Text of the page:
Now that you’ve investigated the potential impacts of natural gas drilling on aquatic life, let’s consider the quality of another type of water:
drinking water. Many of the rural landowners in Pennsylvania rely on private wells for their drinking water. Between the chemical additives
used in water for hydraulic fracturing and natural gases (like methane) released during the drilling, landowners living near active drilling
sites are concerned about how natural gas drilling might affect their drinking water supplies. For example, several landowners in the town of
Dimock, Pennsylvania found methane gas in their private wells after companies drilled for natural gas in the surrounding area (see “Dark Side
of the Boom” below). While the connection between drilling and well contamination has not been proven, the landowners are now drinking bottled
water, rather than water from their private wells.
Is drinking water contamination a valid concern? Read the articles and watch the video below to learn more.
Read the following articles and watch the Youtube video to learn more about the potential effects of hydraulic fracturing on private drinking water supplies.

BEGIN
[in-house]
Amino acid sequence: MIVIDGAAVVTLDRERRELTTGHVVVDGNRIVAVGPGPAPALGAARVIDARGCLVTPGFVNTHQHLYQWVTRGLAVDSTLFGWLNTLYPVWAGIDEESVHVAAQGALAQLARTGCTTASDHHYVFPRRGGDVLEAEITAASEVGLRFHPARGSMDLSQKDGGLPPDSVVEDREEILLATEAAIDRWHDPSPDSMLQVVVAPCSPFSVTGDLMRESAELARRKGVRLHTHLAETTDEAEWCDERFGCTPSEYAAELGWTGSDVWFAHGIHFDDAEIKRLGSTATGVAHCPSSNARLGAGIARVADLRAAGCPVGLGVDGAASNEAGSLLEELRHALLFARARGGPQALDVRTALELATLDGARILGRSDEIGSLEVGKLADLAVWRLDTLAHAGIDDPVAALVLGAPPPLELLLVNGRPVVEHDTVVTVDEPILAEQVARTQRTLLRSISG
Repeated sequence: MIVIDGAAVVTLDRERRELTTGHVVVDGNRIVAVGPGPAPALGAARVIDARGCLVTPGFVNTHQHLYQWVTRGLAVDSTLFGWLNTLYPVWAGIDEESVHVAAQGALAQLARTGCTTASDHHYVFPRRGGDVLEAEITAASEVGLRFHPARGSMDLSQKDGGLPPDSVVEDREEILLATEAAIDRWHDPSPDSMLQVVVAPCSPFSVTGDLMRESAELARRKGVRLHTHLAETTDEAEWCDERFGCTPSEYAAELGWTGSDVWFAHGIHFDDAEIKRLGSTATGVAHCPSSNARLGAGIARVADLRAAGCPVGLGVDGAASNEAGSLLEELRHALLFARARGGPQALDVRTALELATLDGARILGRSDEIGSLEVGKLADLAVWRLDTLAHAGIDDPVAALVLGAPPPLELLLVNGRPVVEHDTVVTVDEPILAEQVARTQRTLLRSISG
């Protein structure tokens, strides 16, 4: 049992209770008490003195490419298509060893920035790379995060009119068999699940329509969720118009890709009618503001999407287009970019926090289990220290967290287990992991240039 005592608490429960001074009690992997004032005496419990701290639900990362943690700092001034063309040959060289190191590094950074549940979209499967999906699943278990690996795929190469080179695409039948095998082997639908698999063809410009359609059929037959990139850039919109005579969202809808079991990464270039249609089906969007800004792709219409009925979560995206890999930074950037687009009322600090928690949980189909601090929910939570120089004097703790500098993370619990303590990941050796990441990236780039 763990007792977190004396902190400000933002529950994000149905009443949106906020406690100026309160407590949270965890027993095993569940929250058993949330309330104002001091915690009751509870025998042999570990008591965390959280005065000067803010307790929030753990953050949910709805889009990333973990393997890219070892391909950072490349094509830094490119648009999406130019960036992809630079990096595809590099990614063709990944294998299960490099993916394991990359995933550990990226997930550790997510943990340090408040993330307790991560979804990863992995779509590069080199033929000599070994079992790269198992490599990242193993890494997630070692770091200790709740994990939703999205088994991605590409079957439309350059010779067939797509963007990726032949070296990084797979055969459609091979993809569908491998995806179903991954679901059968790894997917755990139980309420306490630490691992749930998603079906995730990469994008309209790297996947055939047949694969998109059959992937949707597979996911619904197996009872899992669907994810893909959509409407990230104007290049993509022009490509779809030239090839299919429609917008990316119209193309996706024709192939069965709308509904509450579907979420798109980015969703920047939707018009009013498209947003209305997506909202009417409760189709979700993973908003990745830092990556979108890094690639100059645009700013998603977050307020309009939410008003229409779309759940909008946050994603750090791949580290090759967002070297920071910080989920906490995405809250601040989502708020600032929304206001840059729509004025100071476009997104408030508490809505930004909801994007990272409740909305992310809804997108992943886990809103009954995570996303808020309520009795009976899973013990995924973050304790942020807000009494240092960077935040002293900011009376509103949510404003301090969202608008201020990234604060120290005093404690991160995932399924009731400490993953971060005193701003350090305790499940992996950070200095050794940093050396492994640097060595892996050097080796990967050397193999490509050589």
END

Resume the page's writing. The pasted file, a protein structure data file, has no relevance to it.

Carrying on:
Worries Over Water as Natural Gas Fracking Expands. (NPR Morning Edition, August 2, 2011)
Dark Side of the Boom, by Jad Mouawad and Clifford Krauss, NY Times, December 7, 2009.
Evaluation of Impacts to Underground Sources of Drinking Water by Hydraulic Fracturing of Coalbed Methane Reservoirs: National Final Study Final Report, US EPA, 2004.
Gas Well Drilling and Your Private Water Supply, Pennsylvania State University
What types of pollutants could be found in a drinking water well near a drilling site?
Is drinking water pollution from hydraulic fracturing of gas wells a significant threat?
What steps can be taken to protect your private well water supply if you or one of your neighbors signs a gas lease?